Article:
(MENAFN - Arab News) Delegates attending a conference of owners of international schools have called on Saudi authorities to lease land on a long-term basis for them to construct new community schools with necessary facilities fulfilling safety conditions.
"We request the Saudi government to give us land on long-term lease to build schools with all necessary specifications and facilities. A good infrastructure can solve 50 percent of educational problems," Muhammad Shaffee, principal of the International Indian School in Dammam (IISD), told Arab News.
Shaffee said the government could develop new areas for community schools, adding that these areas would soon become satellite cities. "When I was in Dubai, our school there had the same land problem. The government then allocated a vast area outside the city to build schools," he added.
The land problem is a serious one as it has threatened the existence of some schools in Jeddah. Khurshid Akhtar, chairman of International Indian School Jeddah's managing committee, revealed the IISJ had received a letter from authorities ordering them to vacate the girls' campus after two years when its lease period ends.
"This is a big problem for us. We have asked the Indian Embassy to take up this serious issue with the education and foreign ministries," Akhtar said, adding that the higher board will convene today (March 15) to discuss the issue. The Education Ministry has asked IISJ authorities to discuss the matter with the Jeddah mayor.
Khaled Al-Harthi, director of foreign and international education at the Ministry of Education in Jeddah, assured the school that his ministry with the support of other relevant ministries would find a solution to the problem.
"We have raised this issue with Abdullah Al-Thaqafi, director general of education in Jeddah, and we are trying to solve this problem with the support of the foreign and interior ministries," Al-Harthi told Arab News. He added Education Minister Prince Faisal bin Abdullah is very keen on solving this problem. "His royal highness is an ardent supporter of private and international education."
Al-Harthi said the meeting was the first of its kind bringing together ministry officials and owners of international schools. "There are two categories of international schools, one owned by Saudis and the other run by expatriate communities jointly supervised by foreign embassies and the ministry," he pointed out.
The first day of the conference was for Saudi owners while the second day was dedicated to community schools. "About 400 Saudi investors had expressed their desire to attend sessions of the first day," he said. He said the ministry has licensed nearly 75 community schools across the Kingdom.
"The authorities of these schools have thanked the ministry for organizing this meeting to start a partnership between the two sides," the director said. "Saudi Arabia is keen to provide all support to expatriates who have come to our country to participate in the development process," he added.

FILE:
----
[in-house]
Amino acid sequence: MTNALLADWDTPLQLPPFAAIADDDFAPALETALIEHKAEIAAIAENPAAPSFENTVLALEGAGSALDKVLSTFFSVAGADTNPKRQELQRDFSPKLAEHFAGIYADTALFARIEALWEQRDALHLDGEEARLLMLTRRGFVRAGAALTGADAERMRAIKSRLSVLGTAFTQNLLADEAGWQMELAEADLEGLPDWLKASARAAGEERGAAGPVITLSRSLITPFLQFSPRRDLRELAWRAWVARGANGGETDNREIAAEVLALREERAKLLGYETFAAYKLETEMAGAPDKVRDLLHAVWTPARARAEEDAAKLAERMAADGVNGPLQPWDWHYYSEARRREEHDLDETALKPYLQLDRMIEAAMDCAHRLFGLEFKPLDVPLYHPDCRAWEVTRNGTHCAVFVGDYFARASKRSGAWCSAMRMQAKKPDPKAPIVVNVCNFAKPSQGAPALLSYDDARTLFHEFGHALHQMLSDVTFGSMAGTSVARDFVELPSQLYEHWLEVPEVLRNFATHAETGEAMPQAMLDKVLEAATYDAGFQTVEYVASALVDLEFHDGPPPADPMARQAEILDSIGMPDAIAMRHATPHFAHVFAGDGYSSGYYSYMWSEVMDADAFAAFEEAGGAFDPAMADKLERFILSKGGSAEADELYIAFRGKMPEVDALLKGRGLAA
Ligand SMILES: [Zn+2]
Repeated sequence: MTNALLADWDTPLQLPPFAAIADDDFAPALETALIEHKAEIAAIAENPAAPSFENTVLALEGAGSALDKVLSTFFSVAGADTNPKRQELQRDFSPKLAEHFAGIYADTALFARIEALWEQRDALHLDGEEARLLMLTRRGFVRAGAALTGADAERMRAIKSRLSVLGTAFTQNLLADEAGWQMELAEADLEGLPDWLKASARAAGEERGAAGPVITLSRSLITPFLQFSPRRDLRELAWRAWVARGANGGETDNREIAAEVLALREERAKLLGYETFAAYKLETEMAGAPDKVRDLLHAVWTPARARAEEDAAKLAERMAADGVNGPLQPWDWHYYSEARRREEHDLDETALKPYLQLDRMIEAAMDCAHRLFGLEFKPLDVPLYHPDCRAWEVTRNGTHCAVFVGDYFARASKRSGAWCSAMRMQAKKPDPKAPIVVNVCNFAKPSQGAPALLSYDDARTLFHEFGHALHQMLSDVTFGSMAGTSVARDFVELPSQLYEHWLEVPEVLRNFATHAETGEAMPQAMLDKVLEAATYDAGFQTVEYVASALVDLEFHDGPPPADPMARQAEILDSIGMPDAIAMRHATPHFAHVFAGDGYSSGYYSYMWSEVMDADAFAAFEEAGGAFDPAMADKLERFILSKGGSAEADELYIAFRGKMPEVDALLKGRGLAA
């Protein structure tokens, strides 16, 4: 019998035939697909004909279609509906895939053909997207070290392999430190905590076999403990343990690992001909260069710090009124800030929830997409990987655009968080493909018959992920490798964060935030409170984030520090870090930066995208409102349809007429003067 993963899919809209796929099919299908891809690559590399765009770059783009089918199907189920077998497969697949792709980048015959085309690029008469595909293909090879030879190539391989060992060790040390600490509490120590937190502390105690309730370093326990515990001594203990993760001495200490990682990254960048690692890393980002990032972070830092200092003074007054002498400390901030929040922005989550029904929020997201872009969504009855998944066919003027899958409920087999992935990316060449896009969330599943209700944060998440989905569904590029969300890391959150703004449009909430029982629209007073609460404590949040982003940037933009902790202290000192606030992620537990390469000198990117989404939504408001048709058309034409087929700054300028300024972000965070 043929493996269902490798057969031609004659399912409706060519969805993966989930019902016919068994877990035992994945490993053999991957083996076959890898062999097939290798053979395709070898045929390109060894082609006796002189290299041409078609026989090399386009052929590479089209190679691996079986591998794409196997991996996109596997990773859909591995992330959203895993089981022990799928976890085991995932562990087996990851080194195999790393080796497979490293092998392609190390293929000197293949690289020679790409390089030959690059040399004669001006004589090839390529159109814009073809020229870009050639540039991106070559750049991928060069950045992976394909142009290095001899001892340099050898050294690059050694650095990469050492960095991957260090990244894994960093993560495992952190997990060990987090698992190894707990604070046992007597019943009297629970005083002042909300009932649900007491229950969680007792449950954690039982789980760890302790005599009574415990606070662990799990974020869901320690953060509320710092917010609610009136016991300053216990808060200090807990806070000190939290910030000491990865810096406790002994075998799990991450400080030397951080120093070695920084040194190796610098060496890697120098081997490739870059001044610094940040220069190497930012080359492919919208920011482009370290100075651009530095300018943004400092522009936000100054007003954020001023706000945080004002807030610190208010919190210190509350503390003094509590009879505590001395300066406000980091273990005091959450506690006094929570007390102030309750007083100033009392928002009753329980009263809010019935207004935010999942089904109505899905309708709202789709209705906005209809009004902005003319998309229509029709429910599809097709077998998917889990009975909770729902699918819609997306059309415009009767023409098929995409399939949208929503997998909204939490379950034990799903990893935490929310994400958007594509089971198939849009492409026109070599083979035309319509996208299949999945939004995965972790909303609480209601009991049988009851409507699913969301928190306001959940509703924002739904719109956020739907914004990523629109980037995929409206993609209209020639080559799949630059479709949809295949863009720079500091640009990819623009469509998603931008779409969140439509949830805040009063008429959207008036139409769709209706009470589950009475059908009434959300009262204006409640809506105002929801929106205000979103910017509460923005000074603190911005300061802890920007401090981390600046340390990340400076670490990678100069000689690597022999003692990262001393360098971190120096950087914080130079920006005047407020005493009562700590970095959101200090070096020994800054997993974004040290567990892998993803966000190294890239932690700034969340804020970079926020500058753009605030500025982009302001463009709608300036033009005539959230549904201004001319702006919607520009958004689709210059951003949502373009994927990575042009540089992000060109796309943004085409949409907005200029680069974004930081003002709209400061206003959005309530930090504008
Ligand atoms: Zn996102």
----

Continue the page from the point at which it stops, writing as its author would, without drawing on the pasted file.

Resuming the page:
The Education Ministry facilitates everything for community schools in the Kingdom, he added.
Al-Harthi indicated some international schools in Jeddah would face closure if they did not fulfill the safety conditions set by the Civil Defense Department. However, he said the ministry would help them overcome the problem.
IISD Principal Shaffee said the conference was fruitful. "Even though the officials could not give us concrete answers to the issues raised, they were at least willing to listen and understand our problems. Moreover, they have assured us they will solve them with the support of other ministries," he said.
Shaffee said the ministry officials were happy with his school and have adopted it as a successful model. "They have brought Saudi principals, teachers, officials and even students to see how we operate. We allow students from Saudi schools to sit with our students," he pointed out. The IISD is the largest community school in the Kingdom with 16,000 students on its roll.
Akhtar of the IISJ said his school was facing problems with transferring the sponsorship of qualified teachers because of the professions written on their iqamas. There are several qualified housewives but they are not allowed to work according to Saudi regulations, he added. He asked ministry authorities to distribute English translations of papers presented at the conference in the future. They should also distribute rules and regulations in English.
He said the IISJ was not facing any visa problem.
"They are giving us visas to recruit teachers. Our school was earlier classified in the red category of Nitaqat and 10 days back they cleared the IISJ and all other schools and we are now in the green zone," he said.
The ministry has instructed international schools to appoint Saudis to teach Arabic language, Akhtar added.